Undermess – 35


I wish, I absolutely wish, Undermess’ first EP, 35 was terrible. At least then, I could have made a wicked pun about “the mess.” Alas, it just wasn’t to be. While this EP isn’t without faults, it’s pretty damn good. This review, should you choose to read it, will detail just what I dug, and didn’t dig, about it.

First, it was recorded in the home studio of their bassist Antoine Gagnon. While it’ll never win any Grammys for best production, it’s DIY and good DIY at that. The individual instruments are interwoven well with no one overpowering the others. When the melodies are the focus, they pop; whether it’s on the guitar or vocals. My final say on the matter is, it’s never too much. Gagnon navigates everything with a deft touch. As for his bass lines? Well, I prefer the funk he brings to songs like “Lead The Way,” opposed to his root note approach in “Do You Mind” and “Horizon.”

Second, the songwriting is good. Actually, better than good. The catchiest of the bunch are “Lead The Way” and “All These Vices,” the latter being the chart climber. The starting riff is astounding. It catches you with bold, clean tones. It’s the most minor riff on the EP, and that automatically makes it my favourite. Vocalist Philippe Ouellette commands your attention with lines that showcase his abilities. My one down note about his vocals are they’re too breathy. It reminds me a bit of Incubus in that Brandon Boyd is not someone else I can listen to for extended periods of time. While I acknowledge the talent of both Boyd and Ouellette, there’s just some hidden thing that grates on my bones after extended listens. (To be fair, I’ve listened to this EP more times than I can count so, maybe chalk it up to oratory fatigue?)

Third, they got that groove. I was told that Ouellette writes the original melody then each member adds their flash of flavour to the songs. This works in their favour. With one primary songwriter, it allows the other members to focus on the chemistry rather than striving to find the “one riff” that’ll set the song off. That all starts with Keith-Philip Barrette thumping the skins. The way he tantalizingly taps the cymbals to end “Do You Mind” is just a small taste of the tale on these tracks. It’s a minor detail, but one he nails.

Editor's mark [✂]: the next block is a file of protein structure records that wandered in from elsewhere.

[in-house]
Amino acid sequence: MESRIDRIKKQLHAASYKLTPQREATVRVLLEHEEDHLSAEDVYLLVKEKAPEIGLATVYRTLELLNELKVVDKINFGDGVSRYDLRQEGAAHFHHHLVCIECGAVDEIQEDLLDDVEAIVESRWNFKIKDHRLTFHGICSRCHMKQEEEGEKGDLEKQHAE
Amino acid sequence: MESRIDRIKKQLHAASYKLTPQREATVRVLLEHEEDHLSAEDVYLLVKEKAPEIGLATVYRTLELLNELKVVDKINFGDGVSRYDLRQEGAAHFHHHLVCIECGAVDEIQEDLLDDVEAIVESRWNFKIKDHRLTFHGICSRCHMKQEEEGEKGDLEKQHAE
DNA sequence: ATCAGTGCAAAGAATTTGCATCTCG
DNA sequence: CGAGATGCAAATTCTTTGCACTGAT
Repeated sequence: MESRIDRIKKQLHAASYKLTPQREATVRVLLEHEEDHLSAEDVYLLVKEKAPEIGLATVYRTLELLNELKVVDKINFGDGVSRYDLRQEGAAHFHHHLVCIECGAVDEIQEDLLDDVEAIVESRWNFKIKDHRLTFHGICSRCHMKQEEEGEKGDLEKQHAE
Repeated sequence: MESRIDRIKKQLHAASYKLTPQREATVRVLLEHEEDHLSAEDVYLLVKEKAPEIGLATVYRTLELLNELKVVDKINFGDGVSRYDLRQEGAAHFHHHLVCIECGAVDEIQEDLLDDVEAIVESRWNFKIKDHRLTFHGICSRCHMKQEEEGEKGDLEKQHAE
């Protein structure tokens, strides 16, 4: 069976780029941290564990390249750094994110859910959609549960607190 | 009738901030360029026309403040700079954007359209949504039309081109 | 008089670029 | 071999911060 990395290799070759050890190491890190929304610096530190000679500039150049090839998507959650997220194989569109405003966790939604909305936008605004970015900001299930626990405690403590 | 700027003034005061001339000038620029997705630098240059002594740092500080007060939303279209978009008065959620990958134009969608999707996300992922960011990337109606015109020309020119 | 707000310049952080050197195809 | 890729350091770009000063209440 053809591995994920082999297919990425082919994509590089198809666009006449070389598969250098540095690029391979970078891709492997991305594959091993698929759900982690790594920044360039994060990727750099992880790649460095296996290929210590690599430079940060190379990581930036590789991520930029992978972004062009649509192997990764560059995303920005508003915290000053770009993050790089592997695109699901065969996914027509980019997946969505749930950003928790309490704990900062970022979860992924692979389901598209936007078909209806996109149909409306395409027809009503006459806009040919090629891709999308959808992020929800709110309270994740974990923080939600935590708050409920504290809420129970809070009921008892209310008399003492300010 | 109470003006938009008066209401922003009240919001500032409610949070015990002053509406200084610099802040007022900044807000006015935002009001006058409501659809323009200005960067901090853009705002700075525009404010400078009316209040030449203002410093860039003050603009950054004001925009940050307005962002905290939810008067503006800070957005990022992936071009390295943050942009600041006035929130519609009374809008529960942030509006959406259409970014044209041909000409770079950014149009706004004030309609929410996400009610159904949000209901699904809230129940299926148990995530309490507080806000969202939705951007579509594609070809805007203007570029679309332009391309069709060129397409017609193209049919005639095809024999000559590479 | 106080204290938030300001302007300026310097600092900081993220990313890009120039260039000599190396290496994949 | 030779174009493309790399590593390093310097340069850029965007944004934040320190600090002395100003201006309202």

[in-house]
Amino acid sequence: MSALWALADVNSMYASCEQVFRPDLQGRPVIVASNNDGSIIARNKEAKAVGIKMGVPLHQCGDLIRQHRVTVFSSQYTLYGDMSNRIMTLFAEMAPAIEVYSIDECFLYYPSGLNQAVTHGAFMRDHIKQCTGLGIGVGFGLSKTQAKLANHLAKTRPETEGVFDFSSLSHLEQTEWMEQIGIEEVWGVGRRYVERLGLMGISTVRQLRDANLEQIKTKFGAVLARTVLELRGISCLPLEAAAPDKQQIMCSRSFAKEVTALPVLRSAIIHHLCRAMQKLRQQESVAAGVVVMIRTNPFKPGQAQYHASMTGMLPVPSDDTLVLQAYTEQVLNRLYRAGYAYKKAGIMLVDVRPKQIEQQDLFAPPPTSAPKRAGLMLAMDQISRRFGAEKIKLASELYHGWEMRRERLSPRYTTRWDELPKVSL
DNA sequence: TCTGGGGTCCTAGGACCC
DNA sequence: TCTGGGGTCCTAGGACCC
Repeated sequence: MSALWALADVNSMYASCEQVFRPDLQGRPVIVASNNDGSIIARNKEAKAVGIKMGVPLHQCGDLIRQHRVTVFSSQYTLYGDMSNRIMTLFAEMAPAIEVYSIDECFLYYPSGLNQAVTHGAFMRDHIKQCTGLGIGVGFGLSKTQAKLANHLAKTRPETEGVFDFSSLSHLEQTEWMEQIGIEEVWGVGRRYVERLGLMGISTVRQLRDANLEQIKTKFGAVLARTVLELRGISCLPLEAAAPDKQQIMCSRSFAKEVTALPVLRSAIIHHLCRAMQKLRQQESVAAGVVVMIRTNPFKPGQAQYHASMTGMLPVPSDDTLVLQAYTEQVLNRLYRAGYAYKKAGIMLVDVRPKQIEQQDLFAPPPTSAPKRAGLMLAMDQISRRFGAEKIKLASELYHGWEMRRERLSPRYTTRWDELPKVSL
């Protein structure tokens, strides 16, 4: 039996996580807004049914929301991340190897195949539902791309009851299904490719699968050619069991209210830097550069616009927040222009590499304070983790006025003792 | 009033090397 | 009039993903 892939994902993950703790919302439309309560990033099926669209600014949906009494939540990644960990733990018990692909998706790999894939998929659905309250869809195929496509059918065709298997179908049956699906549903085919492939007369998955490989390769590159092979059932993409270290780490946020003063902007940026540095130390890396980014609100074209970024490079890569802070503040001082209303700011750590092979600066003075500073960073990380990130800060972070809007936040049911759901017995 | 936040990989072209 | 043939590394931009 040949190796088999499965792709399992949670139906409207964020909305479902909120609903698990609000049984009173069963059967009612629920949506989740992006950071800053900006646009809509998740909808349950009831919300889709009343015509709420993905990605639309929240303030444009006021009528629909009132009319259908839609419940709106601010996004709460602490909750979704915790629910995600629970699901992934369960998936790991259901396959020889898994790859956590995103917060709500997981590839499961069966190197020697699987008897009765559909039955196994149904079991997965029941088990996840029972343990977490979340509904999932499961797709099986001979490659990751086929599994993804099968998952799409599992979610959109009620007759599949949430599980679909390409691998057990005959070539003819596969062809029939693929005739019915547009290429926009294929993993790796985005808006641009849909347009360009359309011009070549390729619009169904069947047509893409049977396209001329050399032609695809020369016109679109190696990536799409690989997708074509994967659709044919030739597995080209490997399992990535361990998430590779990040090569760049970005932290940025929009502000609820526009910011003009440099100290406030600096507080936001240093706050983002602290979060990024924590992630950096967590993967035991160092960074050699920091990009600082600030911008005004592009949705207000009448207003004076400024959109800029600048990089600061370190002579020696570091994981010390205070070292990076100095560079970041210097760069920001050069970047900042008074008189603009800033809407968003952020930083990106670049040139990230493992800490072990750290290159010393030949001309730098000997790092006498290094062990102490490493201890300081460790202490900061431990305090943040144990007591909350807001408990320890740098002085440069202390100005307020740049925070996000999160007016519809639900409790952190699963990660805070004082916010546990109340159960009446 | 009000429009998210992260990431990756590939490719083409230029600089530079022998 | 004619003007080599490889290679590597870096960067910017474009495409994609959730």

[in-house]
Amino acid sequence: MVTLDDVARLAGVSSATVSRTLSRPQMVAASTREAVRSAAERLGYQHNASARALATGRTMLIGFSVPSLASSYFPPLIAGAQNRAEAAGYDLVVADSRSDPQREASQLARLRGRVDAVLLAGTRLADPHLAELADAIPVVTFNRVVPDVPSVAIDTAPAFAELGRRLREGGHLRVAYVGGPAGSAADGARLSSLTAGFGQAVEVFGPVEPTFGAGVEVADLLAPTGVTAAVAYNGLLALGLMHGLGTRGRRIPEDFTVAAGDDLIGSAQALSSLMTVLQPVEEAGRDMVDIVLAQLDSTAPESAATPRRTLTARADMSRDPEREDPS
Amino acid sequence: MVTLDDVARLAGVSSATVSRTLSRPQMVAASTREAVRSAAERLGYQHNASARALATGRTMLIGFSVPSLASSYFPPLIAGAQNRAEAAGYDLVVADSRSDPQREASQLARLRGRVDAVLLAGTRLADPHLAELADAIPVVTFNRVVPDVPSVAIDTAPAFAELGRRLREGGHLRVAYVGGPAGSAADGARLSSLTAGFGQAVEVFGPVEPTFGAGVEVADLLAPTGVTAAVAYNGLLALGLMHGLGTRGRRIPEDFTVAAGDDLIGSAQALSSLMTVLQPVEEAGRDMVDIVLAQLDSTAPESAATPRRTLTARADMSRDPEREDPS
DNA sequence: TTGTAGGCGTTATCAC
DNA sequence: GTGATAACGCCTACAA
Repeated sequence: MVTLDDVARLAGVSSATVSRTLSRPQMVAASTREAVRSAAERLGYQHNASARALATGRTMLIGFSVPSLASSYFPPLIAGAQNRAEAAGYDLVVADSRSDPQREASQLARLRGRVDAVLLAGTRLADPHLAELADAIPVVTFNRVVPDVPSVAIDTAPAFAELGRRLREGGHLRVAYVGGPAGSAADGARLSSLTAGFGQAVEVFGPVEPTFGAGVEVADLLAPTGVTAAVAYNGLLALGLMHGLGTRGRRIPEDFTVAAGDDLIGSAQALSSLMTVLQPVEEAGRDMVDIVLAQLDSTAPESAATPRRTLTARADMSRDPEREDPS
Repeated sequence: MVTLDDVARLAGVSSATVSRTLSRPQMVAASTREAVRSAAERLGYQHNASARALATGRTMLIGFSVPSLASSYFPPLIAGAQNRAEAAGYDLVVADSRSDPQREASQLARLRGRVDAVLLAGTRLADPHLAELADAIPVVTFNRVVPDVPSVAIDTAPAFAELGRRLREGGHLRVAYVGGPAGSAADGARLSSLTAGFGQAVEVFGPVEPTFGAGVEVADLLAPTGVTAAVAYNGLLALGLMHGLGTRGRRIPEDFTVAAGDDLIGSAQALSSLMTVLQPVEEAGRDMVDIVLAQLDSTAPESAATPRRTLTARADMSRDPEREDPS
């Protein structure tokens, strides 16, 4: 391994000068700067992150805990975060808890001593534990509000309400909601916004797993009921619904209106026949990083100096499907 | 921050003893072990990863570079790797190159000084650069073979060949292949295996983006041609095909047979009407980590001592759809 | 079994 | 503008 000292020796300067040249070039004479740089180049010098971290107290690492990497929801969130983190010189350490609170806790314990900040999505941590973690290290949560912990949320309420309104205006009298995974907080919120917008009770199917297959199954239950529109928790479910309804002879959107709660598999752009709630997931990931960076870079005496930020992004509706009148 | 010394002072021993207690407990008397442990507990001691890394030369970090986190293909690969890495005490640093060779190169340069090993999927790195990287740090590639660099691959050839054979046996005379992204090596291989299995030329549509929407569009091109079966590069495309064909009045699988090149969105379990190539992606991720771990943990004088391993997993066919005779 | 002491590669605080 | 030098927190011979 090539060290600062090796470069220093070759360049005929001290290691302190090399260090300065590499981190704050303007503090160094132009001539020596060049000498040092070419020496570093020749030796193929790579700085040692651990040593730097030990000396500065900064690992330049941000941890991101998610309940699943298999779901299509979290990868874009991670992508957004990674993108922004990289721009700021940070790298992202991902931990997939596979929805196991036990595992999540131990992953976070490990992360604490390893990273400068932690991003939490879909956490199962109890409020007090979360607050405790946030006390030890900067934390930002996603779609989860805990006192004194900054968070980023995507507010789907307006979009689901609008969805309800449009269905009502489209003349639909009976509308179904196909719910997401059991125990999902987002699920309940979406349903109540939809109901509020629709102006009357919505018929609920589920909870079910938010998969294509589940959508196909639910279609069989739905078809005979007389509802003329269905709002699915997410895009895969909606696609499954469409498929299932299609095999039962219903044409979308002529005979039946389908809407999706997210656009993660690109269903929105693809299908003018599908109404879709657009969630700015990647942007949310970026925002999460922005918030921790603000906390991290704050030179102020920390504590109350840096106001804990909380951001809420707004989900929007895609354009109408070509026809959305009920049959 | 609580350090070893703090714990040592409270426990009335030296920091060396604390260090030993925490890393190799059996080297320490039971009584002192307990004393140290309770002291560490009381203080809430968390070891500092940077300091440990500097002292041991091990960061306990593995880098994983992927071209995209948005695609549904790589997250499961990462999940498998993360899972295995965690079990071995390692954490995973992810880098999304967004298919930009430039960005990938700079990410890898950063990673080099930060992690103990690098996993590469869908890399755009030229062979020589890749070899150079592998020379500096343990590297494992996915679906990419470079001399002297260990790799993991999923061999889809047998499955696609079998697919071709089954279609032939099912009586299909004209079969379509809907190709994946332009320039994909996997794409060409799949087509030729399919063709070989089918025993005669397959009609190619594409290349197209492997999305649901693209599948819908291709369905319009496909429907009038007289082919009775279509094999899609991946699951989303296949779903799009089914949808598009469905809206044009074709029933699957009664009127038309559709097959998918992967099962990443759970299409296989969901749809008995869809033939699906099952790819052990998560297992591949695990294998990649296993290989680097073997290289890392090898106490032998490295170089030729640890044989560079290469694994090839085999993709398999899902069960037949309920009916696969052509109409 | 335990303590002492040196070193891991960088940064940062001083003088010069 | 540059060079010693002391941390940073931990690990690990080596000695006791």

So, 35 was released this year, and I, for one, am curious to see how this EP translates to a live show. Care to join me? Next year, on the 21st of January, 2017, Undermess is playing a show at Katacombes (my favourite bar in Montreal) with a Red Hot Chili Peppers cover band, so it looks like we’ll get our chance. Give this album and listen, and tell me in the comments below if you’ll be joining me.

Written by Aaron Deck
*edited by Danielle Kenedy

About Aaron Deck 84 Articles
Once upon a time, there was a boy named Aaron Deck, and he lived in a magical land called Near Halifax. He was quiet and thoughtful (Okay, loud and rambunctious), and learned the wondrous skill of playing piano at the age of 8. Once puberty hit, upon learning that piano isn’t considered ‘cool’, he quickly transferred over to the traditional art of playing Rock ‘n Roll guitar. In 2008, he migrated West to Montreal, where he has played in multiple punk rock bands, including the fantabulous Ol’ School Johnny. He was often not recognized to be part of the band when selling merch. He currently has a horror short story collection out called "14 Needles", available through Amazon. Oh yeah, and he sometimes has really rad living room dance parties.

Be the first to comment

Leave a Reply

Your email address will not be published.


This site uses Akismet to reduce spam. Learn how your comment data is processed.